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HomeCricketWhy I'm underwhelmed with the Test and ODI World Championship

Why I’m underwhelmed with the Test and ODI World Championship



Last Updated on 6 years by Charbel Coorey

The ICC recently announced the schedule for the World Test and ODI Championship, and I must say, I’m a little underwhelmed.

The idea is awesome. It adds more relevance to bilateral series cricket, a necessity in a world of T20 Leagues

In October 2017, when I really started focusing on cricket blogging as a passion, I highlighted three burning questions from the proposed Test and ODI Championships. Unfortunately, they haven’t been answered appropriately.

The ODI League doesn’t excite me at all

13 teams in the league, but not everyone will play each other. What sort of competition is that?
Each team will play eight series home and away over a two-year period. However, each team will have four teams they don’t play against. A team could finish top of the league without having played the second, third or fourth placed teams, for example. How is that fair? Can they really be called the best? 
Also, I was hoping the ODI League would result in series we don’t get to see often. Surprise, surprise, we won’t be seeing Australia v Bangladesh, or India v Pakistan. How will points be properly assigned? 
Even worse, nations will still have discretion to organise bilateral series that sit outside the ODI League. So much for context-less ODI series being a thing of the past.
Eh. I won’t be holding my breath for the ODI League to begin. Underwhelmed.

Neither does the World Test Championship

The World Test Championship is labeled the pinnacle of Test cricket, and will start following the beautiful, glorious (not) ten team World Cup in 2019.
However, good luck explaining it to those you know who may not be big cricket fans. Or, better yet, even those who are cricket fans. 
For this to work, the length of each series needs to be the same. Otherwise, it’s not fair. The longer series will be between the “big three” (i.e. Australia, England, India), and will probably have points divided by the number of matches they play. But, the likes of Bangladesh, South Africa, West Indies and New Zealand, who often play shorter series, can gain a greater number of points from a single win.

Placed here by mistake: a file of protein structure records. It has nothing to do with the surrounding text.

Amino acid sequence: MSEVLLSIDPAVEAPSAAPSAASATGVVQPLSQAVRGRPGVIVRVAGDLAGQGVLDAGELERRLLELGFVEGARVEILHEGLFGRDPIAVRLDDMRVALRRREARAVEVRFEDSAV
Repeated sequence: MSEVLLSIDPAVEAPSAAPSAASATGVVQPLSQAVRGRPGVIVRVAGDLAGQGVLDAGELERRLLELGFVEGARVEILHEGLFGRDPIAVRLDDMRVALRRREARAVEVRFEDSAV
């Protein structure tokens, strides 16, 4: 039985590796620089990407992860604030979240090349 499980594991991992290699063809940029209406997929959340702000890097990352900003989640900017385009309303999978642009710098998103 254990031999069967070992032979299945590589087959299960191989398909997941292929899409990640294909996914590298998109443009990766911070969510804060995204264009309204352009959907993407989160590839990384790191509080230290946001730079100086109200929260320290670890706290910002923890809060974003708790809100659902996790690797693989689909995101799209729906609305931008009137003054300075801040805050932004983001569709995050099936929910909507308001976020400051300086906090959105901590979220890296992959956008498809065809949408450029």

In fact, the second ranked Test side right now, South Africa, will play just four Tests in 2020. Their 38 Tests across the next five years are far less than England (59), India (51) and Australia (47).
In my previous article on the issue, I wrote the following. Unfortunately, there won’t be the optimal solution.
If a team has plays their minimum of 12 Test matches across two years, what is their way of competing in the table against a team like Australia, India and England who might play 20+ Tests? Also, teams like India, Australia and England will likely play more games against higher ranked opponents, so what is their way of competing with teams who play less games against high ranked teams?

For example, Bangladesh might win four Tests across two two-match home series against West Indies and Sri Lanka (four Tests, four wins), whereas England might win three Tests across ten matches against Australia and India (two series losses). Bangladesh have won more games in this period, in less games, but England have played higher ranked opposition. So how will the points system ensure that both Bangladesh and England won’t be left feeling disappointed?

Also, teams won’t play equal matches home and away. Think of the home advantage that is evident in Test cricket right now. Again, this has to be a equal playing field, which isn’t the case.

The game still isn’t being promoted on a global scale

Teams can still have a very big say in which series they choose to play.
Zimbabwe, Ireland and Afghanistan won’t take part in the Test championship, and certain nations get greater opportunity than others. This is in addition to the 2023 World Cup being looked at as a ten-team tournament again, which is a shame. 
These Leagues are a good idea, but they have me asking questions instead of looking forward to it.
Your thoughts?

Charbel Coorey
Charbel Coorey
Charbel is the owner & founder of, based in Sydney, Australia. He started the website to fulfill his love for the game of cricket. Charbel has also been featured on other publications including OP India, Times of India, and The Roar, among others. For any story tips or questions, you can contact Charbel at

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